Saturday, October 31, 1992

50 Years Ago Today: Bing Crosby hit #1 with "White Christmas"

First posted 10/31/2011; updated 3/28/2019.

image from

White Christmas

Bing Crosby with the Ken Darby Singers and the John Scott Trotter Orchestra

Writer(s): Irving Berlin (see lyrics here)

First Charted: October 3, 1942

Peak: 114 US, 12 GA, 110 HP, 77 CA, 11 HR, 3 AC, 13 RB, 120 AU (Click for codes to singles charts.)

Sales *: 50.0 US, 1.0 UK, sheet music: 5.0, 56.0 world (includes US + UK)

Radio Airplay *: --

Video Airplay *: 5.97

Streaming *: --

* in millions


Happy Halloween! And Merry Christmas? Hey, if the retail world can break into the yuletide spirit two months in advance, then so can Bing Crosby. “White Christmas” isn’t just a seasonal favorite – the DMDB ranks it as the #1 song of all time.

Much of its rating can be attributed to an estimated 56 million sales worldwide, putting it nearly 20 million ahead of its closest competition, Elton John’s “Candle in the Wind 1997”. Bing perched atop the charts for 11 weeks in 1942. The song recharted eleven times over the next dozen years, even picking up two more weeks at #1 in 1945 and a fourteenth overall week on top in 1947. The song logged over 100 weeks on the pop charts over 20 Christmas seasons.

Irving Berlin, who was often insecure about his work, referred to “White Christmas” not just as the best one he’d ever written, but the best anyone had ever written. LW-84 He wrote his “beautiful, longing ode to snow and the Christmas spirit” BC for the film Holiday Inn; it even won the Academy Award for Best Song. However, much of its success had to do with its addition to the Armed Forces Radio playlist. NPR The song “captures both the celebration and underlying melancholy present for many at the holiday,” BC a theme which resonated with soldiers yearning for better times when they were back home. LW-84

The song also took on a life beyond Bing’s recording. The five million in sales for the sheet music made it one of the ten best-selling sheet music songs of the first half of the century. PM-634 With over 500 versions in dozens of languages, “White Christmas” has also become the most recorded Christmas song. BC At the end of 1998, ASCAP named it the most-performed holiday song of the century. The song is also notable for helping to usher in the era in which performers outdistanced the songwriters in popularity. “Tin Pan Alley had passed into history.” NPR

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Note: Footnotes (raised letter codes) refer to sources frequently cited on the blog. Numbers following the letter code indicate page numbers. If the raised letter code is a link, it will go directly to the correct page instead of the home page of a website. You can find the sources and corresponding footnotes on the “Lists” page in the “Song Resources” section.


Tuesday, October 6, 1992

R.E.M. released Automatic for the People: October 6, 1992

Originally posted 10/6/11. Updated 2/28/13.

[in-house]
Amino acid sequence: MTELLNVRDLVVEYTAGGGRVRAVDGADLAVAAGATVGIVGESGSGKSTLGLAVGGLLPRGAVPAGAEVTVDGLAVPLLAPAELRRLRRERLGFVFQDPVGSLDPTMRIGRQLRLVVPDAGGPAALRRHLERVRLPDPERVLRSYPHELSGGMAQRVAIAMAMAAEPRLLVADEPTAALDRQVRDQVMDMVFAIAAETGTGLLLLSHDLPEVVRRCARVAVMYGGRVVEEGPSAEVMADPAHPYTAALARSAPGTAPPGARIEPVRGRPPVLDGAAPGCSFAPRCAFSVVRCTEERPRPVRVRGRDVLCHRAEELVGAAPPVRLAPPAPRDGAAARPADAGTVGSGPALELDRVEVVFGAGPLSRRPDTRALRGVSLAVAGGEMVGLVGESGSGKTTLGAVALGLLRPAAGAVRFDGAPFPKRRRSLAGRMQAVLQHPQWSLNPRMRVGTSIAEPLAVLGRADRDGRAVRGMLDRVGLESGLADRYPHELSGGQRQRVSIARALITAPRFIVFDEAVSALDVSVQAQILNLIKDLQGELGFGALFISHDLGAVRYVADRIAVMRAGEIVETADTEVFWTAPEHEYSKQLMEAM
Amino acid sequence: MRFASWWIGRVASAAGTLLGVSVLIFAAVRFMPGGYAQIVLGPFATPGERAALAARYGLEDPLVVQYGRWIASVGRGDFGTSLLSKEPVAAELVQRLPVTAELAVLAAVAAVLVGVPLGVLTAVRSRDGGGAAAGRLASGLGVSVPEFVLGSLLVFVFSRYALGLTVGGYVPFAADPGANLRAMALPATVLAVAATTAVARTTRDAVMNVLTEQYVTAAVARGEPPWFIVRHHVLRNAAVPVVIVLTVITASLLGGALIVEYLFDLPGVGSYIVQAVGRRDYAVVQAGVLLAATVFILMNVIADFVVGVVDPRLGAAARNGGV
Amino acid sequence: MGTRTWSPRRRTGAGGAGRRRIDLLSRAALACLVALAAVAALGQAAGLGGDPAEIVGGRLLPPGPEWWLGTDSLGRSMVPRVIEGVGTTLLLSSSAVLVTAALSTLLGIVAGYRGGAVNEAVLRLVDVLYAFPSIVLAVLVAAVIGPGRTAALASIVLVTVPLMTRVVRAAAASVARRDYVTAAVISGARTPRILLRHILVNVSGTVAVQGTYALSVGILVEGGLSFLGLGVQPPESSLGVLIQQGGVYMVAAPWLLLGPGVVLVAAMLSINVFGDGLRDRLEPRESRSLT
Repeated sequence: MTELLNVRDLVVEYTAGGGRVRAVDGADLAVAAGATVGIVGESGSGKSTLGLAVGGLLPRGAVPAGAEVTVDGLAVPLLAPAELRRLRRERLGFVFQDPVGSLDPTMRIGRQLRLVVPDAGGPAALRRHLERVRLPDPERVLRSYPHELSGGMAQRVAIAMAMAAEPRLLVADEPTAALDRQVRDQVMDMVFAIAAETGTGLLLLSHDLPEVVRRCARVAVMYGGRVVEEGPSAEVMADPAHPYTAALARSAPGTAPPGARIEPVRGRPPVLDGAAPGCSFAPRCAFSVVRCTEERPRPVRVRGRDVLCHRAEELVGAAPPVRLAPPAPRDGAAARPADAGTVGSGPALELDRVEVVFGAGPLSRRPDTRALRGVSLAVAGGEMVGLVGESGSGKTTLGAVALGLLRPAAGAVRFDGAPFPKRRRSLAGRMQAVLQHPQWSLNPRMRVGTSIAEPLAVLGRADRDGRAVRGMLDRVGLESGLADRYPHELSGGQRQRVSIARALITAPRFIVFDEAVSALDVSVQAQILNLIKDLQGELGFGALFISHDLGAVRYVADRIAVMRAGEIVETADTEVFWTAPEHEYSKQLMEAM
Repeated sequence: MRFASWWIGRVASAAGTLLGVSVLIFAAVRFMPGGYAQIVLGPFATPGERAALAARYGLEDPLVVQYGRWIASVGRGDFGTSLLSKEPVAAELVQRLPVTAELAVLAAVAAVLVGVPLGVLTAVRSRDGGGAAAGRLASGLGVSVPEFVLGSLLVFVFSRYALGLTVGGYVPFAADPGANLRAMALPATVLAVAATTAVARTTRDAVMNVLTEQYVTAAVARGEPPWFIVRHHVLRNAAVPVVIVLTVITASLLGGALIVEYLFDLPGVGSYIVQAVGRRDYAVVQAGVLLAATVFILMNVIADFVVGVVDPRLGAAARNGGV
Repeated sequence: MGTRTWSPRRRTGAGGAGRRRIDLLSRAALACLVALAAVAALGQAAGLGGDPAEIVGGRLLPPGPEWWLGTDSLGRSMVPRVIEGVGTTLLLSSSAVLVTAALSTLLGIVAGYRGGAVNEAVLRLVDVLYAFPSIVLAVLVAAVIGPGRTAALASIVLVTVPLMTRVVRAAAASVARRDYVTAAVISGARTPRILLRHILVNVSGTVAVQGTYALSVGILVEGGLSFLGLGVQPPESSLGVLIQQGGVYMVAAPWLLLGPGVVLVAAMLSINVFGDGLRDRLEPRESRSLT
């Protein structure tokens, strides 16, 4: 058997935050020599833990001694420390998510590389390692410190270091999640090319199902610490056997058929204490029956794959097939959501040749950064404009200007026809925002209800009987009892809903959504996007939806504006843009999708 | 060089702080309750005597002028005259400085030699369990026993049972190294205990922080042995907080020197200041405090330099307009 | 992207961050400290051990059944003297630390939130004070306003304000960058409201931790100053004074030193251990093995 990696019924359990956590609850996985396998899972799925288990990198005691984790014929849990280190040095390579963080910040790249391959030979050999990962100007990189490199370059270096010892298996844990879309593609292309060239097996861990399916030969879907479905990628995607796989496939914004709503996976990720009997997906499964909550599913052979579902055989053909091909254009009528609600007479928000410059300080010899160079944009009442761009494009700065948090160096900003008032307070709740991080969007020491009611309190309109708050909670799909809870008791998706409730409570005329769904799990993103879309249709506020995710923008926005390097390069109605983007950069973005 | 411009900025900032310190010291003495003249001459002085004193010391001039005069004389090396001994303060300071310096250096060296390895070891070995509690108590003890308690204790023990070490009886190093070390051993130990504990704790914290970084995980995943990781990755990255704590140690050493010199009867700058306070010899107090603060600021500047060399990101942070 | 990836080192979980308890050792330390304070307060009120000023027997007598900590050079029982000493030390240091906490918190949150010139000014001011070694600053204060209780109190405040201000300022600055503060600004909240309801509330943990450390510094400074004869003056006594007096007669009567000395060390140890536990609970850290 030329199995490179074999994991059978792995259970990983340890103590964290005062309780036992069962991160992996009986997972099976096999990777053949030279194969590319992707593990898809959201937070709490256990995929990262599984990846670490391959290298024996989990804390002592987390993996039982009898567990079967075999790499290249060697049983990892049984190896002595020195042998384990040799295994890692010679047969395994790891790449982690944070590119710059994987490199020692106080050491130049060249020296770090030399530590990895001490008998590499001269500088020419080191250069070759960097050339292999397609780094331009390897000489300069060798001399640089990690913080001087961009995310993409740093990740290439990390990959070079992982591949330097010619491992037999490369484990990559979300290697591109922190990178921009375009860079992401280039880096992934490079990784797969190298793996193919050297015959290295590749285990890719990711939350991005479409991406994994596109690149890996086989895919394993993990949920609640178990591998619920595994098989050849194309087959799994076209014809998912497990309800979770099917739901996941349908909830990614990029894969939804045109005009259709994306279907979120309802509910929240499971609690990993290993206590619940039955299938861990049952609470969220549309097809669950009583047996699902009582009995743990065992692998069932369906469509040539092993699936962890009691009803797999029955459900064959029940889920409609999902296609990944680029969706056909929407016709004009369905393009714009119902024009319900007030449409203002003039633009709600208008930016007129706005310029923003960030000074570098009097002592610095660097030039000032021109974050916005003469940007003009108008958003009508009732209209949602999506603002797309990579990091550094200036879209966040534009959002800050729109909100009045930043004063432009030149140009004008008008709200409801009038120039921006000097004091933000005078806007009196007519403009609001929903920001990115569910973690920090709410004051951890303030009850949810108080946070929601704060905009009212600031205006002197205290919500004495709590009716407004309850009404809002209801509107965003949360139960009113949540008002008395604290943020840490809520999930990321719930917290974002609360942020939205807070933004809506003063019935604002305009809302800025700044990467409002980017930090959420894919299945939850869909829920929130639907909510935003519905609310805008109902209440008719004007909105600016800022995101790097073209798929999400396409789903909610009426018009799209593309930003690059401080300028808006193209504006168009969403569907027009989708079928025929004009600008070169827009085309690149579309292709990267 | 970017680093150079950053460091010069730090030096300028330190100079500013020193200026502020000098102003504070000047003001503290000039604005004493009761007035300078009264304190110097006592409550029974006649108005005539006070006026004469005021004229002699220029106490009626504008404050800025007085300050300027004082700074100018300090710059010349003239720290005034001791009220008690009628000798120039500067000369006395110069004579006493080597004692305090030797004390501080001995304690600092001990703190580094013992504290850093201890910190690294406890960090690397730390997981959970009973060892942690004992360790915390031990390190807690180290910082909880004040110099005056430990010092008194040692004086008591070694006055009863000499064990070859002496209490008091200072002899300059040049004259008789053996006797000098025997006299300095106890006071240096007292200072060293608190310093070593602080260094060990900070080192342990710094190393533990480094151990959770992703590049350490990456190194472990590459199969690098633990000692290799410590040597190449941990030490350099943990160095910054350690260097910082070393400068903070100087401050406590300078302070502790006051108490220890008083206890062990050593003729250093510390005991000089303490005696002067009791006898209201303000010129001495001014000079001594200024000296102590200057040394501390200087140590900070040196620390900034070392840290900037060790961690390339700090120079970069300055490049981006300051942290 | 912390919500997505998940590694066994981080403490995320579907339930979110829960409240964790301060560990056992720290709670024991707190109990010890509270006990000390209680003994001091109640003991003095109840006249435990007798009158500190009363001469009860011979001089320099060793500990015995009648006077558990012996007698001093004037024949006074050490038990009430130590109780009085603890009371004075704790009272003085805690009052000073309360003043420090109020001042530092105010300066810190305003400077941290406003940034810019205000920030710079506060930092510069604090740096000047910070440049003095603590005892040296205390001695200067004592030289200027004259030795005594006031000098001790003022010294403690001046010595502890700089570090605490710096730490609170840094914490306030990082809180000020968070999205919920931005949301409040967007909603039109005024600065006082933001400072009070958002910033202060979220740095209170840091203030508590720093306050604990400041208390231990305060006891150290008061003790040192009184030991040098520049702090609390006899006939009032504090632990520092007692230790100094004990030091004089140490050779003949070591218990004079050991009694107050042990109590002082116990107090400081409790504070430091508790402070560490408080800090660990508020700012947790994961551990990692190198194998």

image from

Release date: 6 October 1992
Tracks: (Click for codes to singles charts.) Drive (10/3/92, #28 US, #11 UK, #2 AR, #1 MR) / Try Not to Breathe / The Sidewinder Sleeps Tonite (2/20/93, #17 UK, #28 AR, #24 MR) / Everybody Hurts (4/17/93, #29 US, #7 UK, #21 MR) / New Orleans Instrumental No. 1 / Sweetness Follows / Monty Got a Raw Deal / Ignoreland (11/21/92, #4 AR, #5 MR) / Star Me Kitten / Man on the Moon (11/28/92, #30 US, #18 UK, #46 AC, #4 AR, #2 MR) / Nightswimming (7/24/93, #27 UK) / Find the River (12/11/93, #54 UK)

Sales (in millions): 4.0 US, 2.27 UK, 16.9 world (includes US and UK)

Peak: 2 US, 14 UK


Review: “Continuing to specialize in the art of curve-throwing, R.E.M. followed up its 1991 smash, Out of TimeSK with a return “to their earlier sound” BL “with this fragile album of soft melodies and string arrangements” SK intertwined within “poetically introspective songs.” MJ Automatic for the People “followed its predecessor by a mere 18 months, but remarkably, the tone is vastly different” MJ as the band turned away from “from the sweet pop of Out of TimeAMG to create a “haunting, melancholy masterpiece. At its core, the album is a collection of folk songs about aging, death and loss, but the music has a grand, epic sweep provided by layers of lush strings, interweaving acoustic instruments and shimmering keyboards.” AMG “With Peter Buck still fiddling with his mandolin from the Out of Time sessions, Mike Mills using the keyboards more actively, and Bill Berry stepping up on bass more often than before, it’s not surprising that Michael Stipe was writing and singing with such melancholy.” PS

Automatic for the People “captures the group at a crossroads, as they moved from cult heroes to elder statesmen, and the album is a graceful transition.” AMG It “doesn’t just prove that R.E.M. have stood the test of time, it proves to be R.E.M.’s finest moment.” PS It is their “most emotional, most human album.” BL It is “reflective…with frank discussions on mortality, but it is not a despairing record…R.E.M. have never been as emotionally direct…nor have they ever created music quite as rich and timeless…while the record is not an easy listen, it is the most rewarding record in their oeuvre.” AMG It is “a classic of modern rock.” CD

Highlights include “the rock-into-oblivion Drive,” SK one of the quartet’s strongest hits. SK It is marked by “some nice mandolin” AD and an “ominous death march intro.” PS The opening line, ‘Hey, kids, rock and roll,’ isn’t so much a rallying cry as an expression of anxiety.” SK

“The empathetic Andy Kaufman tribute Man on the Moon,” BL “is a perfect REM pop song, and very happy sounding too.” AD On the other hand, “the sympathetic ballad Everybody Hurts AD taps into more painful emotions. It “must have prevented countless suicide attempts.” SK

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